On Advent Sunday, Sheila Cameron’s sermon to the St Margaret’s congregation ended with these words:
Isaiah sees the house of the Lord as being the place from which the whole earth will receive instruction in the ways of peace. The image of light is also very important in this passage. Our text ends with the call to action: “O house of Jacob, come, let us walk in the light of the Lord!” Our life in Christ is a movement from darkness into light, from ignorance, depression, fear or anxiety into assurance of God’s presence with us, mediated by Christ, the one in whom God took our human nature on himself and redeemed it. With Christ we live in light, whatever the darkness of the world that surrounds us. This is the good news in which we rejoice and which we proclaim to the world in our speech, our attitude and our demeanour. In the light of Christ, everything is possible, here and now. Not when this world ends and another one begins, but right here and now.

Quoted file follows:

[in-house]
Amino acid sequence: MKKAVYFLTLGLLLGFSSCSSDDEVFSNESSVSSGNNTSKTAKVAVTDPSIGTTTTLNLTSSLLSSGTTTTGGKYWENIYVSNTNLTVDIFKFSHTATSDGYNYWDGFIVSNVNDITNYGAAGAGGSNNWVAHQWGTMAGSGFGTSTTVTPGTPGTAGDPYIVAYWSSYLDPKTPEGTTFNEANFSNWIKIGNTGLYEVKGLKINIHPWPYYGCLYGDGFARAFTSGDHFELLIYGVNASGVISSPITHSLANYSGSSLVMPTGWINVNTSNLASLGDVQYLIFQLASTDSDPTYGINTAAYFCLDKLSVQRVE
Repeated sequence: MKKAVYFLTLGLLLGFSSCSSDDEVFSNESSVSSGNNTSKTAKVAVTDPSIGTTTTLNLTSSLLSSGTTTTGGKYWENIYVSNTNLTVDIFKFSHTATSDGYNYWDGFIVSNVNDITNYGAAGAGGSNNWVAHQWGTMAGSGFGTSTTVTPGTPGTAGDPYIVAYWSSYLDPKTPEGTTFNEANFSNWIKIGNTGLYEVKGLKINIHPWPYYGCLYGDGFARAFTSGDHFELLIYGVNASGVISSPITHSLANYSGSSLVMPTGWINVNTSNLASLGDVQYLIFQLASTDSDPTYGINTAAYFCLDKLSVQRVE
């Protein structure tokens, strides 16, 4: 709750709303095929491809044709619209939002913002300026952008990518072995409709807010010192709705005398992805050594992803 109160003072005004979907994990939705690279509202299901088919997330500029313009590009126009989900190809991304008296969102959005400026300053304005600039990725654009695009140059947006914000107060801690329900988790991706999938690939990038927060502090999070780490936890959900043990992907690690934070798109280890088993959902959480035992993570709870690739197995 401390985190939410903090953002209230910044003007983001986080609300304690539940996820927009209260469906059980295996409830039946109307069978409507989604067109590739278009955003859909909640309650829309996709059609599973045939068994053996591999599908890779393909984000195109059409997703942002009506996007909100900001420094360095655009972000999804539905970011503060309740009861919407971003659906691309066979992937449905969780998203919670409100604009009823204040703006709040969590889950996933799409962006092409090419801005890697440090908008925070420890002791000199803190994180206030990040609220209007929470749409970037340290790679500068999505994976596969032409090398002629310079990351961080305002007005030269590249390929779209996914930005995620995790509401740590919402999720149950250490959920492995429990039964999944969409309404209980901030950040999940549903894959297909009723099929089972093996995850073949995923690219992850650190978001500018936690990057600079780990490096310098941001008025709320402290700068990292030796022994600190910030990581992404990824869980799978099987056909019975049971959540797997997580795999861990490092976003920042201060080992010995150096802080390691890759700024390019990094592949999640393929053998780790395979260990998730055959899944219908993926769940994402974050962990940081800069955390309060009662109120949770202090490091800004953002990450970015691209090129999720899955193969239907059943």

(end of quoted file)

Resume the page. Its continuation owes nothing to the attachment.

Our Gospel reminds us that the world beyond this one is not a remote, hypothetical place but a reality that can break upon us at any time. We are to be prepared; in other words, we are to live here and now as if we were living then, in the presence of God. It’s here and now that we can know the joy of walking in the light of Christ and the safety of dwelling in the house of the Lord.
We pray that during this holy season of Advent, our Christian community might be a place where many who have been traumatised by what they have experienced in this life may find peace and joy and safety in his presence. Amen.
For an insight into Sheila’s choice of title, you’ll need to read the whole of her sermon (available at this link). In it she made reference to the international campaign “16 Days of Activism against gender-based violence” organised by the Mothers’ Union, and to the work of the charity Embrace the Middle East.